Posted in MORNING Prayers, SAINT of the DAY

Thought for the Day – 26 May – The Memorial of St Philip Neri Cong. Orat.(1515-1595)

Thought for the Day – 26 May – The Memorial of St Philip Neri (1515-1595)

Philip Neri was a sign of contradiction, combining popularity with piety against the background of a corrupt Rome and a disinterested clergy:  the whole post-Renaissance malaise.

At an early age, Philip abandoned the chance to become a businessman, moved to Rome from Florence and devoted his life and individuality to God.   After three years of philosophy and theology studies, he gave up any thought of ordination.   The next 13 years were spent in a vocation unusual at the time—that of a layperson actively engaged in prayer and the apostolate.

As the Council of Trent (1545-63) was reforming the Church on a doctrinal level, Philip’s appealing personality was winning him friends, from all levels of society, from beggars to cardinals.   He rapidly gathered around himself a group of laypersons won over by his audacious spirituality.   Initially, they met as an informal prayer and discussion group, and also served poor people in Rome.

At the urging of his confessor, Philip was ordained a priest and soon became an outstanding confessor himself, gifted with the knack of piercing the pretenses and illusions of others, though always in a charitable manner and often with a joke.   He arranged talks, discussions and prayers for his penitents, in a room above the church.   He sometimes led “excursions” to other churches, often with music and a picnic on the way.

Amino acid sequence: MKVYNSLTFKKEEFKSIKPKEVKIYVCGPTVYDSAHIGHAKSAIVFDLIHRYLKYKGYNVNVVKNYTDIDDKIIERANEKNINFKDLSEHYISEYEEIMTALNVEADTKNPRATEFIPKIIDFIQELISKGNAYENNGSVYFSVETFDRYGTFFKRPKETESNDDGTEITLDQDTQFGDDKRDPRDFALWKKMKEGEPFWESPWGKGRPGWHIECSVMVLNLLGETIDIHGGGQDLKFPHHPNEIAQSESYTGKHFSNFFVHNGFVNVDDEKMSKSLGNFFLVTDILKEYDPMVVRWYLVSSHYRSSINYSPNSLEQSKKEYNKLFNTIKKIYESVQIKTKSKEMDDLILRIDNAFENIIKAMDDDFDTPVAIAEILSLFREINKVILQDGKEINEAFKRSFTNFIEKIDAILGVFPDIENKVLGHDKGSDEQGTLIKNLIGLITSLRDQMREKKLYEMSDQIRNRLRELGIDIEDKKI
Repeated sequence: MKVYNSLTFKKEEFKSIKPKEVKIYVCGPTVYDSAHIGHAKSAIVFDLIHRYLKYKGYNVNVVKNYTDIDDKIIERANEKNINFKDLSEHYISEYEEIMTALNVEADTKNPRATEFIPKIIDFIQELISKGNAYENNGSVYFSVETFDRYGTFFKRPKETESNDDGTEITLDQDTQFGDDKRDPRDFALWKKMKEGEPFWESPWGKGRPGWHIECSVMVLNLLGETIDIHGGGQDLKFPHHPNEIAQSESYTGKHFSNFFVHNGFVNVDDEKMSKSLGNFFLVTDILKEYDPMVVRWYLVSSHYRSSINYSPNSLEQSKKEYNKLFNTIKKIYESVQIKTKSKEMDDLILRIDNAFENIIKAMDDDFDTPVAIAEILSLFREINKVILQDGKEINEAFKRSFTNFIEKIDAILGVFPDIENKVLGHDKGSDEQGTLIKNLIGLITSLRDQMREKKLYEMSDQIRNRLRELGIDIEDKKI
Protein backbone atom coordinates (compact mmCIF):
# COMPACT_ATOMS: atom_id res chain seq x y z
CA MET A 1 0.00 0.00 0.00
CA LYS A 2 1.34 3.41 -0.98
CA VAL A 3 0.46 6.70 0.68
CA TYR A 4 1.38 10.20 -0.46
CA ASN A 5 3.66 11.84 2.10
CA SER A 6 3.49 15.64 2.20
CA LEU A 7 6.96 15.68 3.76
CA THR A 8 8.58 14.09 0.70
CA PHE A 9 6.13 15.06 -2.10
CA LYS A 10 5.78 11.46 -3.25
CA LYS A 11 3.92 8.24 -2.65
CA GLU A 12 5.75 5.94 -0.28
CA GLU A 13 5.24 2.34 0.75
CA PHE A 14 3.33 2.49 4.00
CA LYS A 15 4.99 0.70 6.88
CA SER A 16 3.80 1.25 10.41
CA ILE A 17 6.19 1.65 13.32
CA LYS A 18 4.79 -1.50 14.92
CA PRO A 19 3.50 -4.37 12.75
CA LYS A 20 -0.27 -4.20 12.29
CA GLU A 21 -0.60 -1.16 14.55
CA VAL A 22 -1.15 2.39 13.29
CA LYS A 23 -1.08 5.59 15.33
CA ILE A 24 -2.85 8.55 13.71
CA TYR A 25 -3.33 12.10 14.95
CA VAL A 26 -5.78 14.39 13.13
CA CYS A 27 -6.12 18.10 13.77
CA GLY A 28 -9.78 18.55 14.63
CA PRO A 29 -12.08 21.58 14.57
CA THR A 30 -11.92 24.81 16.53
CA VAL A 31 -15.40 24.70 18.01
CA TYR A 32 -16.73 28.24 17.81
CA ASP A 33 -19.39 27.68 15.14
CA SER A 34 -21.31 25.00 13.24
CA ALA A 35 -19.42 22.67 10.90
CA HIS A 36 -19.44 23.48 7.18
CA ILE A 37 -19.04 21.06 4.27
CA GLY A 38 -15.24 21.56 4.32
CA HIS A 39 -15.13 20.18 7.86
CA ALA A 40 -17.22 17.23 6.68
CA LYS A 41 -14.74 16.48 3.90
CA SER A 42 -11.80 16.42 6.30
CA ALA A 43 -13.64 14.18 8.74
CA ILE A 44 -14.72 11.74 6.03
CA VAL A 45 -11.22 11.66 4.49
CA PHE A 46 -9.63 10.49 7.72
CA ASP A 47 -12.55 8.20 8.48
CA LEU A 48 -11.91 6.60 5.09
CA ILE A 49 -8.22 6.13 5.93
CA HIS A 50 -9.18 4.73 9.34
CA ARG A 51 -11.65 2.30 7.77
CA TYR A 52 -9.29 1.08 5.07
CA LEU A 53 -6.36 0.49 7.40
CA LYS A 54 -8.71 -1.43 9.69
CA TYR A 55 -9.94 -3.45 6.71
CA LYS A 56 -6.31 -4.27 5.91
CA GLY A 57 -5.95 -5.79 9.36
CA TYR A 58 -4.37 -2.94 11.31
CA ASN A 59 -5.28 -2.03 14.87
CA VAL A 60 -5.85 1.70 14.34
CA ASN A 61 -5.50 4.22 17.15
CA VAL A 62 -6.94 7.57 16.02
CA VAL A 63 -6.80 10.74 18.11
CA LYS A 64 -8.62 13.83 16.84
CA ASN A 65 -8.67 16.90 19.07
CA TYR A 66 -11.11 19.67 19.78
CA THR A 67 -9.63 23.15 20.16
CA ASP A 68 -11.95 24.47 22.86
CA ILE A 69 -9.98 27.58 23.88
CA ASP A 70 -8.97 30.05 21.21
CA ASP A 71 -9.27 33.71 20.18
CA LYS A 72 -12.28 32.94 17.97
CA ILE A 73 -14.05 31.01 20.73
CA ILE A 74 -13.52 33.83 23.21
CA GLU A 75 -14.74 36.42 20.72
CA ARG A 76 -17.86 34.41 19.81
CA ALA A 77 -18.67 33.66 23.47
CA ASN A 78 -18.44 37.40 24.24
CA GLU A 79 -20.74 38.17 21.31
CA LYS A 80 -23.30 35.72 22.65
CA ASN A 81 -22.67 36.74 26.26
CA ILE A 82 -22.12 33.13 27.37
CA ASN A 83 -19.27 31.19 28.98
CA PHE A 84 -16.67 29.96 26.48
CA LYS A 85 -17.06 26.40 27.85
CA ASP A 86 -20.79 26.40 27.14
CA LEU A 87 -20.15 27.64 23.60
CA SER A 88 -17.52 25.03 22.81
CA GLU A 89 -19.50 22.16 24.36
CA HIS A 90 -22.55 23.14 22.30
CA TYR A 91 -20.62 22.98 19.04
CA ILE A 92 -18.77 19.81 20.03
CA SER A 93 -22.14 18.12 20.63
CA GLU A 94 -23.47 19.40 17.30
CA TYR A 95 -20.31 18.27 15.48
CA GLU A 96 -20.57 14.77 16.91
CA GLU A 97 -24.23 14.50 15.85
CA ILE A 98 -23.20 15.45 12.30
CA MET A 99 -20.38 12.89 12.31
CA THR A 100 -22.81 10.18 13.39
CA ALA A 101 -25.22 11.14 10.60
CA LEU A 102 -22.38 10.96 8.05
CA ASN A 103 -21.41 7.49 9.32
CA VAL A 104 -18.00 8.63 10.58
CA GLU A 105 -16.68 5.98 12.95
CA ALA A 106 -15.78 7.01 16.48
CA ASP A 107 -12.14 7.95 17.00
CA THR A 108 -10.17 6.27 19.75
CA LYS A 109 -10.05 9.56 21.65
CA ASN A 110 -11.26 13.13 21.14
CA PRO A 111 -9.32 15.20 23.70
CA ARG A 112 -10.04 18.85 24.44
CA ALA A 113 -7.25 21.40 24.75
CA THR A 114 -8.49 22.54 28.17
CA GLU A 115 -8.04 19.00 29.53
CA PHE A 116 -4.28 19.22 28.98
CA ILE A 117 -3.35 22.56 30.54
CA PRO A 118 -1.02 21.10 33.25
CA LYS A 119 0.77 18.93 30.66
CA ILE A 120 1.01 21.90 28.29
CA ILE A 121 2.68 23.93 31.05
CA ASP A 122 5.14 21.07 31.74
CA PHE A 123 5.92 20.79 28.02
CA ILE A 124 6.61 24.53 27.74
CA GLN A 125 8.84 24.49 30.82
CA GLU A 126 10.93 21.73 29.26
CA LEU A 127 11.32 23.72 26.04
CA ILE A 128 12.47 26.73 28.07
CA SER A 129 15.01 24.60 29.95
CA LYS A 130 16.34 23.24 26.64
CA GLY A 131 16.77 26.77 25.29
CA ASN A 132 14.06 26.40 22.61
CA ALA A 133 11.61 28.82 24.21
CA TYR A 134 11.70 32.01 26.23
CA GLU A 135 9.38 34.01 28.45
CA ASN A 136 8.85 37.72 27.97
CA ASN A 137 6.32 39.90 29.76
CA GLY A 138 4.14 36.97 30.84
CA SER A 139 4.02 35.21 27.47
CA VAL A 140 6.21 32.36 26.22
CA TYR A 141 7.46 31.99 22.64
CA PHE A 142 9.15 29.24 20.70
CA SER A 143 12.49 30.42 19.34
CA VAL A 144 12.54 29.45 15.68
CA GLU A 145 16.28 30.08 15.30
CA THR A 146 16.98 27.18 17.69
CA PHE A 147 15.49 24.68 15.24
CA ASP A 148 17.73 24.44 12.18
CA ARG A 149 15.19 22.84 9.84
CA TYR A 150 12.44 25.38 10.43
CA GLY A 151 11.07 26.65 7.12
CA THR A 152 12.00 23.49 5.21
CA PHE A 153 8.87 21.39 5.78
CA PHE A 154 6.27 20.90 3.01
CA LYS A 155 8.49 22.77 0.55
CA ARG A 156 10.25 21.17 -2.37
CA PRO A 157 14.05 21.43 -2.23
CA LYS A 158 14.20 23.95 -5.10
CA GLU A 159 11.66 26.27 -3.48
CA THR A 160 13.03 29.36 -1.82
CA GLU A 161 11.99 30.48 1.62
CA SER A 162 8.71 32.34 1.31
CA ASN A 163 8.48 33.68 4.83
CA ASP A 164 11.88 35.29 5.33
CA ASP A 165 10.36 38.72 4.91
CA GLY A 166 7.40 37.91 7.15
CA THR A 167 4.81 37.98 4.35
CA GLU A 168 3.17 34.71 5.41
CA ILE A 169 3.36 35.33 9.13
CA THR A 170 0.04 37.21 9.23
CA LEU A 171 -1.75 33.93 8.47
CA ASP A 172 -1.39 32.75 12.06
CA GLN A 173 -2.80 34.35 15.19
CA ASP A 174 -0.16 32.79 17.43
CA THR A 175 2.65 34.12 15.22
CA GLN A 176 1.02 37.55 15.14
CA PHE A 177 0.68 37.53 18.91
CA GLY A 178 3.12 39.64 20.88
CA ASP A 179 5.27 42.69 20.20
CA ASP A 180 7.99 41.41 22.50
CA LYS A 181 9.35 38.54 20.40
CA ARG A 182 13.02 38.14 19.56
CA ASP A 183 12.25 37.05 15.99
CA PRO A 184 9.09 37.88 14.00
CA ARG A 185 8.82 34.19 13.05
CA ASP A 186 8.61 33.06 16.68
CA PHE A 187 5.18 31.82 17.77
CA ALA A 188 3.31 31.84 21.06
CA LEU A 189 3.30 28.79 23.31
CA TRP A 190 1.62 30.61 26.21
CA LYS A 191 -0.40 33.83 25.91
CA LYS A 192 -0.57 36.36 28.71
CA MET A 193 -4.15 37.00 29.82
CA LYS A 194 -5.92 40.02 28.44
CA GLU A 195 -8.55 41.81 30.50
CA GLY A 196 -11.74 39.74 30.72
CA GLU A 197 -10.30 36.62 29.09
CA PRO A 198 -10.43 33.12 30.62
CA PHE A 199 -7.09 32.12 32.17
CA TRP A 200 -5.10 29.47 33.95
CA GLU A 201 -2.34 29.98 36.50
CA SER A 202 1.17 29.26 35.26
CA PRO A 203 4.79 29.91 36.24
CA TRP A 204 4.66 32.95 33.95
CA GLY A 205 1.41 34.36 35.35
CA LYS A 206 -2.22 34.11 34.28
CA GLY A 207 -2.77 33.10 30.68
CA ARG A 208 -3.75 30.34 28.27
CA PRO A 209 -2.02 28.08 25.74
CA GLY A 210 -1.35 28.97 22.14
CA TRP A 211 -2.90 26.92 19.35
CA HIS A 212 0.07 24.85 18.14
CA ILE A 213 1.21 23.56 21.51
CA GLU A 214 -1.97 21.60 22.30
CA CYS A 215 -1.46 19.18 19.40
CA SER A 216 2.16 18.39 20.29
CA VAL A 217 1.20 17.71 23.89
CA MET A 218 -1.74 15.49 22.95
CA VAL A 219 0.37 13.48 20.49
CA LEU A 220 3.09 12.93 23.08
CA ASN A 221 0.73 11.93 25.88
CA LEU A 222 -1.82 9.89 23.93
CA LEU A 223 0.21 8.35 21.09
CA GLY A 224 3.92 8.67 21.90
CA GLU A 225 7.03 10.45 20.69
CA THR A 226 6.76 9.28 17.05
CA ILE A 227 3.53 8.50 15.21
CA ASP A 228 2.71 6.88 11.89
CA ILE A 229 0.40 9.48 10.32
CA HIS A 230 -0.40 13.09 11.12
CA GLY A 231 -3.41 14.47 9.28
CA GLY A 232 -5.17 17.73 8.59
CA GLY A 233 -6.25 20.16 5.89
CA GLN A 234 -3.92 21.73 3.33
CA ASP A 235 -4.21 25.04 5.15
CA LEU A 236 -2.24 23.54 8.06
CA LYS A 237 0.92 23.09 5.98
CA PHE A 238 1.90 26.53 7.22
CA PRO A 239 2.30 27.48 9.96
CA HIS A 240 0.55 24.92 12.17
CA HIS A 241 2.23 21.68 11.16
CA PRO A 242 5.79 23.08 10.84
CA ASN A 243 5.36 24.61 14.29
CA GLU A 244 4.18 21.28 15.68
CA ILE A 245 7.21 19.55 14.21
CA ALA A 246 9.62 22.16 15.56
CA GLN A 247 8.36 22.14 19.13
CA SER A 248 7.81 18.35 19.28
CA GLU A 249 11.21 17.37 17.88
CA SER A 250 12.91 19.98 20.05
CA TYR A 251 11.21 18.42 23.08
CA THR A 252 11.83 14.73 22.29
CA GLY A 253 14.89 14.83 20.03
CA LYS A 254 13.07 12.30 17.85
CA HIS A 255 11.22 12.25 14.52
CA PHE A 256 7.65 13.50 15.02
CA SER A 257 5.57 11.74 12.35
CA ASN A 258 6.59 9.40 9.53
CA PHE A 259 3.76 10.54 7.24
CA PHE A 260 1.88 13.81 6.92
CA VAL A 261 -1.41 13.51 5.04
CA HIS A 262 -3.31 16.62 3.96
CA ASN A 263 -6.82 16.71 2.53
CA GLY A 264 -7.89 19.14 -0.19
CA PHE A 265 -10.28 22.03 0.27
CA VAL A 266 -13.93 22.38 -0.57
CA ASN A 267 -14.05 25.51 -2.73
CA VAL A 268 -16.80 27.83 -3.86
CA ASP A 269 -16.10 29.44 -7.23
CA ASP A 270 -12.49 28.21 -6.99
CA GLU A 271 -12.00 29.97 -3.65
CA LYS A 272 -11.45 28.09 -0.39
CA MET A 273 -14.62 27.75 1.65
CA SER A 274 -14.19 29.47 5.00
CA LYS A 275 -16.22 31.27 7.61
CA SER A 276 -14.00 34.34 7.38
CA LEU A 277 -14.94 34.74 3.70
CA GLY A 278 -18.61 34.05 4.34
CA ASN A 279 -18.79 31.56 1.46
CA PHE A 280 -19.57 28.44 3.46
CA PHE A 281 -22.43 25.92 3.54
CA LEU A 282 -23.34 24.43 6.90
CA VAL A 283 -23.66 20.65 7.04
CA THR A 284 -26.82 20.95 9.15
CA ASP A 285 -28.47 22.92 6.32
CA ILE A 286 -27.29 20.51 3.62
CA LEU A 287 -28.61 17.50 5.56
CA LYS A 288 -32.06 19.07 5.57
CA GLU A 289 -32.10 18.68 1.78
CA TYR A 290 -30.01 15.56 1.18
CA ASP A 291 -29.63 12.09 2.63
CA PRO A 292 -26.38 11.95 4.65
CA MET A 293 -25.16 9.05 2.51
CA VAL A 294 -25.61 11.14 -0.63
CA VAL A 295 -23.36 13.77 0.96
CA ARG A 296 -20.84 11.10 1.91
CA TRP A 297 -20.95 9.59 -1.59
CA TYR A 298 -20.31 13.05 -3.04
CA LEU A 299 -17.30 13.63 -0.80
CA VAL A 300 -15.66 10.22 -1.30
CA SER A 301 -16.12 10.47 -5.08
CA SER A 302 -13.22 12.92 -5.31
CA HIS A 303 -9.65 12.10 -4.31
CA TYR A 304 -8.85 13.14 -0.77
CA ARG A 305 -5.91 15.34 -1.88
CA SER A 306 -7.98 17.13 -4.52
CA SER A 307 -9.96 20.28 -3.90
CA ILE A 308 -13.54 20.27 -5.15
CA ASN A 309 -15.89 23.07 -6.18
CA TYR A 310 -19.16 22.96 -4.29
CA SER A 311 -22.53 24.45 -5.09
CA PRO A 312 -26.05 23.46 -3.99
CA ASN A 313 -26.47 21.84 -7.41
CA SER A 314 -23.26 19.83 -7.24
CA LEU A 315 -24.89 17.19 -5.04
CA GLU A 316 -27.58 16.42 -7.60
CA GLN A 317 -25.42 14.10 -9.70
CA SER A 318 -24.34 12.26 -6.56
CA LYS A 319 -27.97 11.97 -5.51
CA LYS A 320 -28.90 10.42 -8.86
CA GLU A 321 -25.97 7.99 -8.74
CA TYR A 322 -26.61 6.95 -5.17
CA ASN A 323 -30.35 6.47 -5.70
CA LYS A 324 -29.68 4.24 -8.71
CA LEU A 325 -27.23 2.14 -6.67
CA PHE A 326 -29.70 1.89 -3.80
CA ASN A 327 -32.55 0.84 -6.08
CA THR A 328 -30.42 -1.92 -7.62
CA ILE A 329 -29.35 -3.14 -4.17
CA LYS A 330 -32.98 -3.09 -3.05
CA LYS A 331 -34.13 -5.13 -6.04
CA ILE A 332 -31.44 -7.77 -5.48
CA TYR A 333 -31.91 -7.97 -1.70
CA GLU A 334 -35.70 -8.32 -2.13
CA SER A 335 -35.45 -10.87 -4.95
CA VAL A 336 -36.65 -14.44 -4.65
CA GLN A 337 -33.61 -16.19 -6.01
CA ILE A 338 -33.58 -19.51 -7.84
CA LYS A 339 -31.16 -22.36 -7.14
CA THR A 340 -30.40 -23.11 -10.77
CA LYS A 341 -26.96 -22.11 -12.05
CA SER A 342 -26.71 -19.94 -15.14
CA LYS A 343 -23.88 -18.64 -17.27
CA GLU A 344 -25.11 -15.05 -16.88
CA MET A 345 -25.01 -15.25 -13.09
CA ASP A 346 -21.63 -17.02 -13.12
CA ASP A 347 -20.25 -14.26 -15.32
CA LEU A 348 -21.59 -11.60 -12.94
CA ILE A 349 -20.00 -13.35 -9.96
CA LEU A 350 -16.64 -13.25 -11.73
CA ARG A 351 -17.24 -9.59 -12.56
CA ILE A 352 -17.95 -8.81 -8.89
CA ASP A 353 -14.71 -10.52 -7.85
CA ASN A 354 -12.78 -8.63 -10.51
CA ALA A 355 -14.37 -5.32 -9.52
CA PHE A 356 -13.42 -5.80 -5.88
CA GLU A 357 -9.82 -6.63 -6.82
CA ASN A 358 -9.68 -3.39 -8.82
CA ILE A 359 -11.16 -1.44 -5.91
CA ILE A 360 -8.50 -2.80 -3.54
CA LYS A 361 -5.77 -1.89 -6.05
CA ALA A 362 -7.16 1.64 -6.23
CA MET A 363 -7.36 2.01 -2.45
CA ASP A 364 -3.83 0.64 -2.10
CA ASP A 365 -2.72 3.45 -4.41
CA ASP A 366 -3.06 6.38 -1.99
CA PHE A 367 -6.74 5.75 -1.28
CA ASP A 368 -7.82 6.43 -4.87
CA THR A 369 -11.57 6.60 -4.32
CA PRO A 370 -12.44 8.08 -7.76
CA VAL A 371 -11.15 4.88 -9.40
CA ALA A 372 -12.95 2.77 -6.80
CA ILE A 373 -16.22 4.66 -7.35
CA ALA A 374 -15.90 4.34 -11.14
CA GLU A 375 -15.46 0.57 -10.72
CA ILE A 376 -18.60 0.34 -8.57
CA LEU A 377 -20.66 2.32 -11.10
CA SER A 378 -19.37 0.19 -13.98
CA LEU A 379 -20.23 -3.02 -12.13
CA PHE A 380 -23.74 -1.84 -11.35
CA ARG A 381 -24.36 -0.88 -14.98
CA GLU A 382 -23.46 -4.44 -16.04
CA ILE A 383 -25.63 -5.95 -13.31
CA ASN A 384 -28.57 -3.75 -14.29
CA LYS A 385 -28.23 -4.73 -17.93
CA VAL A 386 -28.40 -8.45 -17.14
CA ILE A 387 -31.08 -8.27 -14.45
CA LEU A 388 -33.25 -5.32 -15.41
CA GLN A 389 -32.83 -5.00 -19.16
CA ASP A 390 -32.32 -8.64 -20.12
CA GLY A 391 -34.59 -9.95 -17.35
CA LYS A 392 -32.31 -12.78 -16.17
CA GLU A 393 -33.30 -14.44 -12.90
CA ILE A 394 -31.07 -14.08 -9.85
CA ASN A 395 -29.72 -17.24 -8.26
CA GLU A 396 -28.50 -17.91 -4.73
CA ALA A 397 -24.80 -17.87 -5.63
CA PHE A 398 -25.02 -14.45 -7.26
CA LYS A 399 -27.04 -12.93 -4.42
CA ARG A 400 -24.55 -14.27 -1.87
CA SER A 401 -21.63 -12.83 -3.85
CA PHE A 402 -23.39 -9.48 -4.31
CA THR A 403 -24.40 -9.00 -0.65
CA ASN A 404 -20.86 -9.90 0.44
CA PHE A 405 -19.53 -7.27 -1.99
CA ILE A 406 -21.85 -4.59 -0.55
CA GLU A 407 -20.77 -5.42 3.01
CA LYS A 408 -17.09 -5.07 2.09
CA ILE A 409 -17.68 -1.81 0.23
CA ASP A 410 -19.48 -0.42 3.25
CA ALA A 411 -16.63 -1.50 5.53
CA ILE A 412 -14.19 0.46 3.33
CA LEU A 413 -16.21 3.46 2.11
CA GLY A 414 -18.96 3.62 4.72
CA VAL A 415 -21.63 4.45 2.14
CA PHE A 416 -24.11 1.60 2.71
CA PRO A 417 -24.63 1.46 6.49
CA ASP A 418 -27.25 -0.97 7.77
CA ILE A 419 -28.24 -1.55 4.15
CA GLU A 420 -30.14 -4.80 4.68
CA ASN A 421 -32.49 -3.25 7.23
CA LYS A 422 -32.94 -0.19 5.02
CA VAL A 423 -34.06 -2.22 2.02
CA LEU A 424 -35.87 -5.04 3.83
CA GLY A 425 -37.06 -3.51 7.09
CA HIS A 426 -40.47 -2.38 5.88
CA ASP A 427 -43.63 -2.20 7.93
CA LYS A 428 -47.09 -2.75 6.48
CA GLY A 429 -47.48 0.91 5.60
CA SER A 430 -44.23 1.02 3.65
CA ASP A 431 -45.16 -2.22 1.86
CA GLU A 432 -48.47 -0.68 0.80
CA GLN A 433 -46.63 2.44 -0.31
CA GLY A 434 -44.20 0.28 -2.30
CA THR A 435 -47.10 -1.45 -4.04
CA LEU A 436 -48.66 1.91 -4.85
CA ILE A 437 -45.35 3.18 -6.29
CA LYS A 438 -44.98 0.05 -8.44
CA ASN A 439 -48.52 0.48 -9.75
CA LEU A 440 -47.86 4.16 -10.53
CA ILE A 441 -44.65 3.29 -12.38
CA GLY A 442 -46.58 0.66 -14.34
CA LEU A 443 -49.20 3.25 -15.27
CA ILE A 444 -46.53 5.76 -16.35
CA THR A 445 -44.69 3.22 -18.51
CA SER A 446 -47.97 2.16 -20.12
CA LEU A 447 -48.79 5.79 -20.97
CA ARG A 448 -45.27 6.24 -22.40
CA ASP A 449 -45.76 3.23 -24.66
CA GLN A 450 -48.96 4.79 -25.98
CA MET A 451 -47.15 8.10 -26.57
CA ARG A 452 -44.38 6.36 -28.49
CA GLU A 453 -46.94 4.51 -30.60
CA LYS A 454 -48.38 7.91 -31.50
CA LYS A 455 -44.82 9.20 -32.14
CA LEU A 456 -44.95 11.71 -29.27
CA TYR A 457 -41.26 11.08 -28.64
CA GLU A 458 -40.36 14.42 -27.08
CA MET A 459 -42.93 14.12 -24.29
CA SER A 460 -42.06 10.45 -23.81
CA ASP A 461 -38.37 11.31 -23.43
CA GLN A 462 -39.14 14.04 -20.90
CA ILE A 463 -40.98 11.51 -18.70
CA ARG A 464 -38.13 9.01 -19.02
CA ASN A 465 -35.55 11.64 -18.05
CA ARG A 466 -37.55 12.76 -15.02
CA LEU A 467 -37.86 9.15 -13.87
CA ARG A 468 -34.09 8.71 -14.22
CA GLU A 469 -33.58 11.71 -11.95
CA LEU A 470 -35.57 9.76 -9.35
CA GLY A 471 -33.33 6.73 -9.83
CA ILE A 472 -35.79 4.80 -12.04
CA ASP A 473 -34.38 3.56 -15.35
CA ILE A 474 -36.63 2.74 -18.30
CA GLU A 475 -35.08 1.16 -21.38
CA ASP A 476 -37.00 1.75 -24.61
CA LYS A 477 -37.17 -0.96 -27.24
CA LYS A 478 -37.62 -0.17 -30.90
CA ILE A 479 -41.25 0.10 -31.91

Some of Philip’s followers became priests and lived together in community.   This was the beginning of the Oratory, the religious institute he founded.   A feature of their life was a daily afternoon service of four informal talks, with vernacular hymns and prayers. Giovanni Palestrina was one of Philip’s followers and composed music for the services. The Oratory was finally approved after suffering through a period of accusations of being an assembly of heretics, where laypersons preached and sang vernacular hymns!